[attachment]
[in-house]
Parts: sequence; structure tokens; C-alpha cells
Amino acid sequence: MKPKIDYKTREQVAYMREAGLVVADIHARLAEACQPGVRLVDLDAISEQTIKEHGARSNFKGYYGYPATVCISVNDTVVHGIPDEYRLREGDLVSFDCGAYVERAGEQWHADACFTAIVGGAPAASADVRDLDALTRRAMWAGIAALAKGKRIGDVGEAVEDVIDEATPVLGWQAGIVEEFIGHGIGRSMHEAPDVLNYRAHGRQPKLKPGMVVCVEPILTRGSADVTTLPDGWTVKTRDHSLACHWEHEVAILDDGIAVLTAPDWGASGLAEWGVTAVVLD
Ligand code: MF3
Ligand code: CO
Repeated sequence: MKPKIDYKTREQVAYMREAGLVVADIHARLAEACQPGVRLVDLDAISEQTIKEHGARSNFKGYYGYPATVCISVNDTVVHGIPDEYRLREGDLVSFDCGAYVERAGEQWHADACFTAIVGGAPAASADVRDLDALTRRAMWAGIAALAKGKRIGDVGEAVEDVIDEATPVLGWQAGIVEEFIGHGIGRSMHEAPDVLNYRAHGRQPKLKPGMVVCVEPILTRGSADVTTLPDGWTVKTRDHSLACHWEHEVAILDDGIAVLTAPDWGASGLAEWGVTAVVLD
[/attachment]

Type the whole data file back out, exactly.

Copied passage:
[in-house]
Parts: sequence; structure tokens; C-alpha cells
Amino acid sequence: MKPKIDYKTREQVAYMREAGLVVADIHARLAEACQPGVRLVDLDAISEQTIKEHGARSNFKGYYGYPATVCISVNDTVVHGIPDEYRLREGDLVSFDCGAYVERAGEQWHADACFTAIVGGAPAASADVRDLDALTRRAMWAGIAALAKGKRIGDVGEAVEDVIDEATPVLGWQAGIVEEFIGHGIGRSMHEAPDVLNYRAHGRQPKLKPGMVVCVEPILTRGSADVTTLPDGWTVKTRDHSLACHWEHEVAILDDGIAVLTAPDWGASGLAEWGVTAVVLD
Ligand code: MF3
Ligand code: CO
Repeated sequence: MKPKIDYKTREQVAYMREAGLVVADIHARLAEACQPGVRLVDLDAISEQTIKEHGARSNFKGYYGYPATVCISVNDTVVHGIPDEYRLREGDLVSFDCGAYVERAGEQWHADACFTAIVGGAPAASADVRDLDALTRRAMWAGIAALAKGKRIGDVGEAVEDVIDEATPVLGWQAGIVEEFIGHGIGRSMHEAPDVLNYRAHGRQPKLKPGMVVCVEPILTRGSADVTTLPDGWTVKTRDHSLACHWEHEVAILDDGIAVLTAPDWGASGLAEWGVTAVVLD